The most efficient landscape companies are those that keep a close eye on what may seem like minor details. Whether you operate a large regional organization or run a smaller gardening service, knowing how to maximize productivity and efficiency while reducing safety risks, driving growth and improving customer satisfaction can be directly tied to quality. That means right down to the basic tools you use every day on the job site.

When landscapers incorporate higher quality tools into their work routines, they can minimize downtime. One of the biggest wastes of time and money is being at the job site and having a tool break or, worse, having the wrong tool for the job. Running to the nearest dealer to replace a broken shovel or running back to the truck for another tool to get the job done is a time and energy drain. This can waste time and, likely, increases costs and the potential for unhappy customers.

Landscape professionals should consider tools an investment. And when properly cared for, tools provide a higher rate of return, especially when landscapers invest in the best tools they can afford. Here are several considerations and some basic tools that every landscape professional should consider vital when they head out to every job site.

A quality, hand-friendly pruner reduces fatigue when making lots of cuts. PHOTOS: CORONA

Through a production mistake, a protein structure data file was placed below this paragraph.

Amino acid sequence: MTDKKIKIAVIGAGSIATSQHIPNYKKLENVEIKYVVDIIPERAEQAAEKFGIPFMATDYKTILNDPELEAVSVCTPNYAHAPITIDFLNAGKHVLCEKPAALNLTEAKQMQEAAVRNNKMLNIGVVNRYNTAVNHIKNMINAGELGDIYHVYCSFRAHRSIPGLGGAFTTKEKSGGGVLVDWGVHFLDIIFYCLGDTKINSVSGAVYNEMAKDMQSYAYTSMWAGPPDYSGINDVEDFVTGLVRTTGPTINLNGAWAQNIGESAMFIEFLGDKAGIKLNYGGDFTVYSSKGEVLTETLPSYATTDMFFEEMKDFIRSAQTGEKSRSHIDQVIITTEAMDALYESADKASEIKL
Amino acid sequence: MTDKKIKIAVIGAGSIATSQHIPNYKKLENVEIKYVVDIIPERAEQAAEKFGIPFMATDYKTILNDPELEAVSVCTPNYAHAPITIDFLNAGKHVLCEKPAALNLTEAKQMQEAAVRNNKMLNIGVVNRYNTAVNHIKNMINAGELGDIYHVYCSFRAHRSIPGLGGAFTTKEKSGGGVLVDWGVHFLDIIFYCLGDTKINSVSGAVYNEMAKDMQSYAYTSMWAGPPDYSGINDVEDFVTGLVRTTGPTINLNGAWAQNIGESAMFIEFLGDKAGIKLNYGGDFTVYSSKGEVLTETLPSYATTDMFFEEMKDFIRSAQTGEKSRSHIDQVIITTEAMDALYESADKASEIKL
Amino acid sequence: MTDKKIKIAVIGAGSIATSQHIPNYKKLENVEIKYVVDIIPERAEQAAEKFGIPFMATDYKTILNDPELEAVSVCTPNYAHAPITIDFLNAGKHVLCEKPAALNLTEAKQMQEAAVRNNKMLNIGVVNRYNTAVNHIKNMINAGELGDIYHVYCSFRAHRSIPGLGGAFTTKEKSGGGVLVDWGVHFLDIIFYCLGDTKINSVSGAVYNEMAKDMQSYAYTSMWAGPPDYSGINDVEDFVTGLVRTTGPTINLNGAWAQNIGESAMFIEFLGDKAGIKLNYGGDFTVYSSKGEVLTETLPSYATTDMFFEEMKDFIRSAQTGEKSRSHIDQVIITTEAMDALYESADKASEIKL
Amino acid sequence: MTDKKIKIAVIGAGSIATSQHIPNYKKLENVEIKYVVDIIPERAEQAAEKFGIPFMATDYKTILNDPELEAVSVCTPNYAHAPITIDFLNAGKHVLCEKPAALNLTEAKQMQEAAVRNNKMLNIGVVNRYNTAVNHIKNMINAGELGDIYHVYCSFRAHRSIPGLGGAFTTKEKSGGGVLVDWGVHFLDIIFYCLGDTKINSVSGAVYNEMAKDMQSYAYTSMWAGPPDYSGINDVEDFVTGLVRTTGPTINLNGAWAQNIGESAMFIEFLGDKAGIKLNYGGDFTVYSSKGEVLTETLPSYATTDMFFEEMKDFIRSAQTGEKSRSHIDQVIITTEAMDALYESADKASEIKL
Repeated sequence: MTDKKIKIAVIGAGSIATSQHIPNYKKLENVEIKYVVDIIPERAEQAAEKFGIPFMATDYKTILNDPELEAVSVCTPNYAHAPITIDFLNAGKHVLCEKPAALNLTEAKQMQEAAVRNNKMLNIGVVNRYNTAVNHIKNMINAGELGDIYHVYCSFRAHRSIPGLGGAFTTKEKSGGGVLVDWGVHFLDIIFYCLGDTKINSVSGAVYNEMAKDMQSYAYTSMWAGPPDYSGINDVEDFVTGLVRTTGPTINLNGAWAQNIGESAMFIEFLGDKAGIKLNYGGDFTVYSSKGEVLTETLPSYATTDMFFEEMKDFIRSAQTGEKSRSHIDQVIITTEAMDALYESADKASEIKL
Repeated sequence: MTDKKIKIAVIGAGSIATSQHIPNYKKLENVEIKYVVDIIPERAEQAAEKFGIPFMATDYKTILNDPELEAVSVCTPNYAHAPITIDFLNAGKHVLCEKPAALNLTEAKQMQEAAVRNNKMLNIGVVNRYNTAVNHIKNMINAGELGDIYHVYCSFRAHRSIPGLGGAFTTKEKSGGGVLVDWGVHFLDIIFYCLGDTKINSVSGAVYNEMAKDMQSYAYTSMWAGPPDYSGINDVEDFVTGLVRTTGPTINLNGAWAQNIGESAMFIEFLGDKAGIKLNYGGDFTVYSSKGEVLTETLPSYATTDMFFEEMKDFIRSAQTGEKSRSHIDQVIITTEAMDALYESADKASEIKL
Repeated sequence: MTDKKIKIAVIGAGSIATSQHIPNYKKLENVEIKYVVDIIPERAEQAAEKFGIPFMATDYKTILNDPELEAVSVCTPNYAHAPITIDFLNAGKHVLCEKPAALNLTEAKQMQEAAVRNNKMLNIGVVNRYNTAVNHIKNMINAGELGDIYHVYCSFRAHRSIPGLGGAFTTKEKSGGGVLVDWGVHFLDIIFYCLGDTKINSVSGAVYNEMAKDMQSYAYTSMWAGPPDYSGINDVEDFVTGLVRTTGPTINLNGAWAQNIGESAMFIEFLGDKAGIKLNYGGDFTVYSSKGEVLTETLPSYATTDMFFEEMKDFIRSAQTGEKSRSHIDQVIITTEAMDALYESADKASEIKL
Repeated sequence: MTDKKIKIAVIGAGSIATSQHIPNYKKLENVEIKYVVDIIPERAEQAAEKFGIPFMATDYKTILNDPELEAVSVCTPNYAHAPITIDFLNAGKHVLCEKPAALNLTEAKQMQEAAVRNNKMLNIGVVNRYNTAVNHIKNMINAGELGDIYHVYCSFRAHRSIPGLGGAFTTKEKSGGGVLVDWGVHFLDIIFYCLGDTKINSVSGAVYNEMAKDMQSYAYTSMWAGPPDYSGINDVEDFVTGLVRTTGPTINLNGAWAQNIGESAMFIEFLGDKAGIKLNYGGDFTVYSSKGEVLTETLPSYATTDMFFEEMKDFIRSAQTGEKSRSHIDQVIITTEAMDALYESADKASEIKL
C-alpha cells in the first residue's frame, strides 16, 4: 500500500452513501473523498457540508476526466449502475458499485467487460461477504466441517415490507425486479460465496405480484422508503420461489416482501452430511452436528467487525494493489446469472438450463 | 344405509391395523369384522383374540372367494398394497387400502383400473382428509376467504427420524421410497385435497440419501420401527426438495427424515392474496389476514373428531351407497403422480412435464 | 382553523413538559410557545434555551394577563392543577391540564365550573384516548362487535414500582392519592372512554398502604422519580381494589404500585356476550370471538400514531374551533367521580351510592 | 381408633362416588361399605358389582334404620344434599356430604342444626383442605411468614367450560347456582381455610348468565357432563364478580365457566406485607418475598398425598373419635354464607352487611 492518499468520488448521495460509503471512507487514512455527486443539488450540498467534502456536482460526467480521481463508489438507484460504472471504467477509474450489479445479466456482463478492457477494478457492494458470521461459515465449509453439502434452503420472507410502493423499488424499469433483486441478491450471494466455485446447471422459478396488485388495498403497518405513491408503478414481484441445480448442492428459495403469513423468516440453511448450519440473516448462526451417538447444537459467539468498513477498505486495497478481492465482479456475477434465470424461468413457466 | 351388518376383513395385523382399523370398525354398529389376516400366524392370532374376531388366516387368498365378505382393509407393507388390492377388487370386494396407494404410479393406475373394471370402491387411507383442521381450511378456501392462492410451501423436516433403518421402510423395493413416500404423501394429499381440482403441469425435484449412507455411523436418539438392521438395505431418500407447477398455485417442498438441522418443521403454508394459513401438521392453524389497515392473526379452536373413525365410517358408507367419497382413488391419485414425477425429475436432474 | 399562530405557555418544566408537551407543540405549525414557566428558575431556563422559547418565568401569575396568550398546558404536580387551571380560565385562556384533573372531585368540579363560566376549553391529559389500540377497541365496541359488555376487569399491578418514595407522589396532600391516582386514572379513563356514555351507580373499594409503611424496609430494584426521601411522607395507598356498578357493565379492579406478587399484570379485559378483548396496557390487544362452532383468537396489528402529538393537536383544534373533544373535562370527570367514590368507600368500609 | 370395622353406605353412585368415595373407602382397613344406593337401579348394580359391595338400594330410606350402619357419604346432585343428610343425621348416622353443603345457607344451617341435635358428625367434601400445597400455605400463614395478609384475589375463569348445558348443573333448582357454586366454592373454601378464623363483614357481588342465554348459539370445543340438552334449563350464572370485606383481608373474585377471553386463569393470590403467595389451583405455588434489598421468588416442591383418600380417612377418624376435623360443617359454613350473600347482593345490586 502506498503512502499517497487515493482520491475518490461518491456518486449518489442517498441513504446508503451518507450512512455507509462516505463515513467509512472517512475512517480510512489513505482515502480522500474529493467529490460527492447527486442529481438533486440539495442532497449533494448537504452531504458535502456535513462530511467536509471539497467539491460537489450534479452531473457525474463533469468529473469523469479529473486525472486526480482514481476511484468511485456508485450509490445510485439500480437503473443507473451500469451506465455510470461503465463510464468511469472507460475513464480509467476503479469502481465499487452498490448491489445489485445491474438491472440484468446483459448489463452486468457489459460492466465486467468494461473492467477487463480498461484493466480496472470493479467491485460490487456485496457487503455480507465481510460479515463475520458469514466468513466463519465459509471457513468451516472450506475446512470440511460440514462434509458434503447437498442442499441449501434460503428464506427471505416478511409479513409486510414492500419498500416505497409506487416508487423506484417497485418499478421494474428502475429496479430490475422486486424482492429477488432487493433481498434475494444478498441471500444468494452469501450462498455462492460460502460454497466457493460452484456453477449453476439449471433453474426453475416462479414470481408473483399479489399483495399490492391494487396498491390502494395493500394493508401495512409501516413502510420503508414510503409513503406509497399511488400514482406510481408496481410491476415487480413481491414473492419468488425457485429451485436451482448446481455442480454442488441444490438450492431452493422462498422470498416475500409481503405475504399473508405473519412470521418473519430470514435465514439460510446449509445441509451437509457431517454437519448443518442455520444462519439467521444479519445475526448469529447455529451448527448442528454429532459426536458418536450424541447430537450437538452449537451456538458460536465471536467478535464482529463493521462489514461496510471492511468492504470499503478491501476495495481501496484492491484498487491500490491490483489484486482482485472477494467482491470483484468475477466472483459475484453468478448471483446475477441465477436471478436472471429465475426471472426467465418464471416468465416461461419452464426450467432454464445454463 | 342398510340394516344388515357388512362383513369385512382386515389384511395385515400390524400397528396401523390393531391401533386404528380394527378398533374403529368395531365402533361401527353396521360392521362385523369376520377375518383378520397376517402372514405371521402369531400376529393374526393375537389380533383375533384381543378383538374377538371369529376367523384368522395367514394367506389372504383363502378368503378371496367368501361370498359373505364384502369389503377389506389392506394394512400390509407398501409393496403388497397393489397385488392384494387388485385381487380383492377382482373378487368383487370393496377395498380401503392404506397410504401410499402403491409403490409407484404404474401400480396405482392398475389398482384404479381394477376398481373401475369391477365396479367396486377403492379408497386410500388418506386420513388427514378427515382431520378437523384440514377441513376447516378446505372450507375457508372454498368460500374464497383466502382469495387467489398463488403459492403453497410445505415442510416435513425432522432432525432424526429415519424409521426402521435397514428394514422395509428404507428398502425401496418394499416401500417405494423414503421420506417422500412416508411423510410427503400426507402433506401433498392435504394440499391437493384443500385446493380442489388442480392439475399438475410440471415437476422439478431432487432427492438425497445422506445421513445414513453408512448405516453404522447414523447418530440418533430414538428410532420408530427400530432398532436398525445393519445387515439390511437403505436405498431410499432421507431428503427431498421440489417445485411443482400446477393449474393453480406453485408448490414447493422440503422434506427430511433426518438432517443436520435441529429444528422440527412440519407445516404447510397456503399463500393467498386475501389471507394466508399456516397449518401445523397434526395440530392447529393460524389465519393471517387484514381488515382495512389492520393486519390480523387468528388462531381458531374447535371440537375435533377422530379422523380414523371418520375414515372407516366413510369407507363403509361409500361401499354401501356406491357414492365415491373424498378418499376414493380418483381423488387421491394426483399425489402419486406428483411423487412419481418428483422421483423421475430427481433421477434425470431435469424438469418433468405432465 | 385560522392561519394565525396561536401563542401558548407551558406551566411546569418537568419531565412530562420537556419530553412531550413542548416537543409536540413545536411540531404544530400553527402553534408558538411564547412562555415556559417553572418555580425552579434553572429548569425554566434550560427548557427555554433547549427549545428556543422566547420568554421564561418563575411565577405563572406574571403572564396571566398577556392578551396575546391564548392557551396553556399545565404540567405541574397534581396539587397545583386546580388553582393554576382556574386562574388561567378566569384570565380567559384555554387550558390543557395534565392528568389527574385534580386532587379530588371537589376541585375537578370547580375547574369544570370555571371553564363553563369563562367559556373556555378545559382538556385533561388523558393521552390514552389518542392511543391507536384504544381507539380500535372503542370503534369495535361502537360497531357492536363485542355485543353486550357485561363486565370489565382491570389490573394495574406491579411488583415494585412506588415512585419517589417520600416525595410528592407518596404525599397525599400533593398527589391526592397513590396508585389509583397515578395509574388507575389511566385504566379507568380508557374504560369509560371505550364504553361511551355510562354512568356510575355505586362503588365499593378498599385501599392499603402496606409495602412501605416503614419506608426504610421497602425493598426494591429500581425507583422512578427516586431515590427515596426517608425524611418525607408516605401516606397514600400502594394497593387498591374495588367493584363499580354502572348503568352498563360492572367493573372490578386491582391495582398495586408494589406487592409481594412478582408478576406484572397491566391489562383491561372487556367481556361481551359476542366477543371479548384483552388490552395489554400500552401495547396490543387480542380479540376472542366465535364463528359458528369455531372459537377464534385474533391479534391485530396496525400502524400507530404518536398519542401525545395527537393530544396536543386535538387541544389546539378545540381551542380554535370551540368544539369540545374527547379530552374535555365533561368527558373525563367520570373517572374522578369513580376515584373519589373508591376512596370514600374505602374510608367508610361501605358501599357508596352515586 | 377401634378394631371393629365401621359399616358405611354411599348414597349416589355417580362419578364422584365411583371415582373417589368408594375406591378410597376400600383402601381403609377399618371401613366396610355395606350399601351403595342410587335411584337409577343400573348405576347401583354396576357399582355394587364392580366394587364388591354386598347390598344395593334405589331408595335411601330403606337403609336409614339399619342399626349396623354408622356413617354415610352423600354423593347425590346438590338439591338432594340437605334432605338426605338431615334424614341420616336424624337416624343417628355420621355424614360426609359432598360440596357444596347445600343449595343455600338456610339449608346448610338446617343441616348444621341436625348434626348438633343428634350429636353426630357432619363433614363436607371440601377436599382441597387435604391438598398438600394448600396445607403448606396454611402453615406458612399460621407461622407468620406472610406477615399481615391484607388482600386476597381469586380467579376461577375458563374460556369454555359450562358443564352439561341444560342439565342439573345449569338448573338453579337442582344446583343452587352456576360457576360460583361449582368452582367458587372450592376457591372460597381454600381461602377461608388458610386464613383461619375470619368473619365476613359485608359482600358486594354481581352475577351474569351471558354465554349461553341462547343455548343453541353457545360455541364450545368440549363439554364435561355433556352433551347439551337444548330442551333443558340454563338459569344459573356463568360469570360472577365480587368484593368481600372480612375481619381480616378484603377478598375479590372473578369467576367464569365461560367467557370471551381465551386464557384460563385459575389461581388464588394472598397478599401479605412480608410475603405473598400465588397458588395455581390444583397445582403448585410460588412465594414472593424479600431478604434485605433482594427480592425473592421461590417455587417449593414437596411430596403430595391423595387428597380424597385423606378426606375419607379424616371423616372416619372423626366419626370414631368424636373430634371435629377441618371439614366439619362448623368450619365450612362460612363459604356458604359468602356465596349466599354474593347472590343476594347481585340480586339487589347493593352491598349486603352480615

Right tools for the job

The job parameters should be top-of-mind when selecting tools. Take the time to read product labels and don’t assume a tool will handle all your tasks. Tools are made for specific tasks. One example of this is trenching shovels with narrow heads ranging from 3 inches to 6 inches – these are ideal for digging narrow holes and trenches for irrigation work. Trenching shovels have specific angles – 28 degrees for more efficient digging and 35 degrees for both cleaning and digging out trenches.

Using a tool for a task other than what it is rated for can cause damage to surrounding plants, cost you additional time and excessive body stress and fatigue. Using the right tool for the task at hand will make you more efficient and protect you from possible personal injury. While a higher initial investment in a tool may seem inconsequential, consider the cost of increased workers compensation and missed time if a crew member gets injured.

An irrigation bypass pruner has a built-in wire stripper for quick repairs on sprinkler heads.

Covet quality

Consider the materials used in manufacturing a tool. Watch for descriptions like “12-gauge steel,” which is the thickest metal for a shovel. It will withstand the toughest jobs. Though a bit on the hefty side, the added weight of the all-steel shovel helps slice through roots easily, making digging jobs much easier and more efficient.

When it comes the gauge of the metal, the key to remember about the number is less is more. For instance, a 12-gauge shovel is thicker and sturdier than a 16-gauge shovel. The higher gauge means the head is more likely to flex and bend under heavy-duty working conditions. When shopping for a shovel, check the product label. If there is no blade gauge listed, it’s most likely a very light blade that can fail easily in tough applications. Also, the price is often a big hint on the quality of the blade and shovel overall.